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Large-conductance calcium-activated potassium channel activity is absent in human and mouse neutrophils and is not required for innate immunity

Item Type:Article
Title:Large-conductance calcium-activated potassium channel activity is absent in human and mouse neutrophils and is not required for innate immunity
Creators Name:Essin, K. and Salanova, B. and Kettritz, R. and Sausbier, M. and Luft, F.C. and Kraus, D. and Bohn, E. and Autenrieth, I. and Peschel, A. and Ruth, P. and Gollasch, M.
Abstract:Large-conductance calcium-activated potassium (BK) channels are reported to be essential for NADPH oxidase-dependent microbial killing and innate immunity in leukocytes. We studied this issue using human peripheral blood and mouse bone marrow neutrophils, pharmacological targeting, and BK channel gene-deficient (BK-/-) mice. We stimulated NADPH oxidase activity using 12-O-tetradecanoylphorbol-13-acetate (PMA) and performed patch clamp recordings on isolated neutrophils. Although PMA stimulated NADPH oxidase activity as assessed by O2(-) and H2O2 production, our patch clamp experiments failed to show BK channel currents activated by PMA in neutrophils. In our studies, PMA induced slowly activating currents, which were insensitive to the BK channel inhibitor iberiotoxin. Instead, the currents were blocked by Zn(2+), which indicates activation of proton channel currents. BK channels are gated by both elevated intracellular Ca(2+) levels and membrane depolarization. We did not observe BK channel currents, even during extreme depolarization to +140mV and after elevation of intracellular [Ca(2+)] by N-formyl-L-methionyl-L-leucyl-phenylalanine (fMLP). As a control, we examined BK currents in cerebral and tibial artery smooth muscle cells, which showed characteristic BK channel current pharmacology. Iberiotoxin did not block killing of S.aureus or C.albicans. Moreover, we addressed the role of BK channels in a systemic S.aureus and Y.enterocolitica mouse infection model. After 3 and 5 days of infection, we found no differences in the bacterial numbers in the spleen and kidney between BK-/- and BK+/+ mice. In conclusion, our experiments failed to identify functional BK channels in neutrophils. We therefore conclude that BK channels are not essential for innate immunity. Key words: potassium channel, killing assay, reactive oxygen species, BK-deficient mice, mice infection.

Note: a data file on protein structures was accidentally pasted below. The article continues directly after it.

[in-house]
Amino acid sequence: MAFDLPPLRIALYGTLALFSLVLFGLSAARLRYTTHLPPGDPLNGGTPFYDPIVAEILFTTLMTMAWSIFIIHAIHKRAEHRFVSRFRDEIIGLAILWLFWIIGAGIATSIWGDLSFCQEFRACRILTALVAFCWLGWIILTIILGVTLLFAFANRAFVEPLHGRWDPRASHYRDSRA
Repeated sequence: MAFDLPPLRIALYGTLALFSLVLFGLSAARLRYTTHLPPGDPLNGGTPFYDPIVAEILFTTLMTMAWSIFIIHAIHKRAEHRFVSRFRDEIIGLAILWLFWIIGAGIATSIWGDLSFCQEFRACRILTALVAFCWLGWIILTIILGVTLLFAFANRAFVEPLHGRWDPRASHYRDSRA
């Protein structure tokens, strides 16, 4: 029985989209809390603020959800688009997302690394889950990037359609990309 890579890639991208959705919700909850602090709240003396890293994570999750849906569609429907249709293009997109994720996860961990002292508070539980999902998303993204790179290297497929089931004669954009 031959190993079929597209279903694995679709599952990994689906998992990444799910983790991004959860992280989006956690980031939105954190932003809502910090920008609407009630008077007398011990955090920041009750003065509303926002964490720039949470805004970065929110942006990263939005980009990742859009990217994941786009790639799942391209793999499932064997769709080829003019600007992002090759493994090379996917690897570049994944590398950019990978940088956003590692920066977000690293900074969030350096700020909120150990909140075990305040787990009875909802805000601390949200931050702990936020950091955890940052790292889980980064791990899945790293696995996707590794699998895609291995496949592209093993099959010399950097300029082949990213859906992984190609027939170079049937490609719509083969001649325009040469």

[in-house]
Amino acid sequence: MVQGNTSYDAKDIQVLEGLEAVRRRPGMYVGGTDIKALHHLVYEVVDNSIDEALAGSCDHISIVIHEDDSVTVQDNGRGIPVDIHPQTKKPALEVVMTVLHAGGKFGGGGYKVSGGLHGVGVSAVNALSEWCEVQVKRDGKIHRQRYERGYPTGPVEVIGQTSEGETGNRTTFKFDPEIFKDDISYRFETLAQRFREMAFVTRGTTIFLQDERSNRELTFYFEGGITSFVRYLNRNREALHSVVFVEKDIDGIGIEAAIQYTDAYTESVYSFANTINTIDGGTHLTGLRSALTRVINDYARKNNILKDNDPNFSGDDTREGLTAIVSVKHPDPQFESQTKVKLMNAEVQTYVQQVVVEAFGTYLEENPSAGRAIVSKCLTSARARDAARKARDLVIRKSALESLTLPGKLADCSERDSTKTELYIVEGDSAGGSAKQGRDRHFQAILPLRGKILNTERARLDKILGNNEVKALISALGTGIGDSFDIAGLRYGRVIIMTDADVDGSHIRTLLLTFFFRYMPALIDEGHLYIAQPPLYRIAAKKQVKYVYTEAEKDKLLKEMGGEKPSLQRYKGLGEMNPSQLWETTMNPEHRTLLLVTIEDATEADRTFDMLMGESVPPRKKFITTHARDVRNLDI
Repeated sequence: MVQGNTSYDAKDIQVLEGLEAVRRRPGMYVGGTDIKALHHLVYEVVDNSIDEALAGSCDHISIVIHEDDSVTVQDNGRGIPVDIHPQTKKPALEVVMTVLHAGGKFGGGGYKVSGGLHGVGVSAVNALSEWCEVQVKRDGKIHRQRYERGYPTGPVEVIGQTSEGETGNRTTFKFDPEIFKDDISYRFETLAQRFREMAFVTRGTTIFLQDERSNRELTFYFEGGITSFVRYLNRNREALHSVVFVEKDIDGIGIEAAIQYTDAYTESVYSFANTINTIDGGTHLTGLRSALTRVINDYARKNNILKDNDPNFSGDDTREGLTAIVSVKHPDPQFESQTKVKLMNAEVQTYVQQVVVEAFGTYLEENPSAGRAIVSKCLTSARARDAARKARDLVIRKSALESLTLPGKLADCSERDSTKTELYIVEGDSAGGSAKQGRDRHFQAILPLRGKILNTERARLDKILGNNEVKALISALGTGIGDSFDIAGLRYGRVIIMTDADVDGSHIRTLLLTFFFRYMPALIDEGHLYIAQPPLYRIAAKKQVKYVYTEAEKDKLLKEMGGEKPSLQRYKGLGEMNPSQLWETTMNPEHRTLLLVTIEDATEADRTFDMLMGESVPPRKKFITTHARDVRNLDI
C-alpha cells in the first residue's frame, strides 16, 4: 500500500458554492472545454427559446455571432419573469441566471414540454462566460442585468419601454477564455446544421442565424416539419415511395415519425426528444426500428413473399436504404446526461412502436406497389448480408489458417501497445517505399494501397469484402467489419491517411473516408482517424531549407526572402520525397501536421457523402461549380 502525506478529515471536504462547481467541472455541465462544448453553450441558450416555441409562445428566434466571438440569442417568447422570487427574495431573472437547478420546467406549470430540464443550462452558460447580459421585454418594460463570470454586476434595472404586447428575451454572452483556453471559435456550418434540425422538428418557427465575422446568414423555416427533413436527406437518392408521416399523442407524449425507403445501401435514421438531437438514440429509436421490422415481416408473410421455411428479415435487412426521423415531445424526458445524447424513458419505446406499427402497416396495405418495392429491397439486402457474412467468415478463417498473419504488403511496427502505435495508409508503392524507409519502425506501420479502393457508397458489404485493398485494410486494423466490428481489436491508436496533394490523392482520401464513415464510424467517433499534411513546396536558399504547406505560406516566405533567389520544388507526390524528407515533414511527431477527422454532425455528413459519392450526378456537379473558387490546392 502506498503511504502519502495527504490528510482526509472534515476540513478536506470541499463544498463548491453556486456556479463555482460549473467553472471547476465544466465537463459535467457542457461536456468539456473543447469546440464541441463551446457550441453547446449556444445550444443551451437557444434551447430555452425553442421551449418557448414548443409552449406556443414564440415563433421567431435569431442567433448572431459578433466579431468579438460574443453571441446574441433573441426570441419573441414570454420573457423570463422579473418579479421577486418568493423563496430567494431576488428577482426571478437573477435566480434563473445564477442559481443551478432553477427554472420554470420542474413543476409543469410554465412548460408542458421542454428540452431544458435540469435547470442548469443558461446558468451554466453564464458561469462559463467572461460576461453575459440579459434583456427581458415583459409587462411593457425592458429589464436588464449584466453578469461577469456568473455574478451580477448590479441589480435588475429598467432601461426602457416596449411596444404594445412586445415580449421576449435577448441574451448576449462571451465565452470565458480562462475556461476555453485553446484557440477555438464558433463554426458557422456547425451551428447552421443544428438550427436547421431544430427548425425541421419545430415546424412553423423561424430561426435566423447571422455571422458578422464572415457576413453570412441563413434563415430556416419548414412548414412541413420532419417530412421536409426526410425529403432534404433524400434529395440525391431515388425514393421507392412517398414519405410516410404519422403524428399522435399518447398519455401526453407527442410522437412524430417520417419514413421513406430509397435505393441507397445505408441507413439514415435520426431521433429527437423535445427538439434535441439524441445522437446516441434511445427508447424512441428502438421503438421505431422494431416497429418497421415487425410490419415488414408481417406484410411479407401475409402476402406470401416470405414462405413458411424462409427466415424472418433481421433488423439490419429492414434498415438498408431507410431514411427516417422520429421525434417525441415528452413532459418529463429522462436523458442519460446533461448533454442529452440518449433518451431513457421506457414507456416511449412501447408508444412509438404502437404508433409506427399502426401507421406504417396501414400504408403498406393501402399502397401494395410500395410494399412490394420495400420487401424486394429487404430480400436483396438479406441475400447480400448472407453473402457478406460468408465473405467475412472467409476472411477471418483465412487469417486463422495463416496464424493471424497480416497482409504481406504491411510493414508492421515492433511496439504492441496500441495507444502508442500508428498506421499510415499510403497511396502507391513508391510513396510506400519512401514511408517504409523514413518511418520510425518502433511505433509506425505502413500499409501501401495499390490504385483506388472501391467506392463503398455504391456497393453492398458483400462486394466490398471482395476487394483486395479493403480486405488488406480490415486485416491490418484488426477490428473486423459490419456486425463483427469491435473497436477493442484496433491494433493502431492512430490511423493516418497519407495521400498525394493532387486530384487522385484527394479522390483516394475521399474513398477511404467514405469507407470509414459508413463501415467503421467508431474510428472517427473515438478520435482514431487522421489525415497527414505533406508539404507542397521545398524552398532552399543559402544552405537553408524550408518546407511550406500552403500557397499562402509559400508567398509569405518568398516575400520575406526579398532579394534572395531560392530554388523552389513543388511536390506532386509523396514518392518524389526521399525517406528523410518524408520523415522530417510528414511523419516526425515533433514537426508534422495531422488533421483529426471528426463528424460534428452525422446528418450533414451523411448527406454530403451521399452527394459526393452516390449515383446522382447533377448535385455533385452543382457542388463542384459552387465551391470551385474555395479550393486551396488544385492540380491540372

Keywords:Potassium channel, Killing assay, Reactive oxygen species, BK-deficient mice, Mice infection, Animals, Mice
Source:American Journal of Physiology Cell Physiology
ISSN:0363-6143
Publisher:American Physiological Society (U.S.A.)
Volume:293
Number:1
Page Range:C45-C54
Date:11 July 2007
Official Publication:https://doi.org/10.1152/ajpcell.00450.2006
PubMed:View item in PubMed

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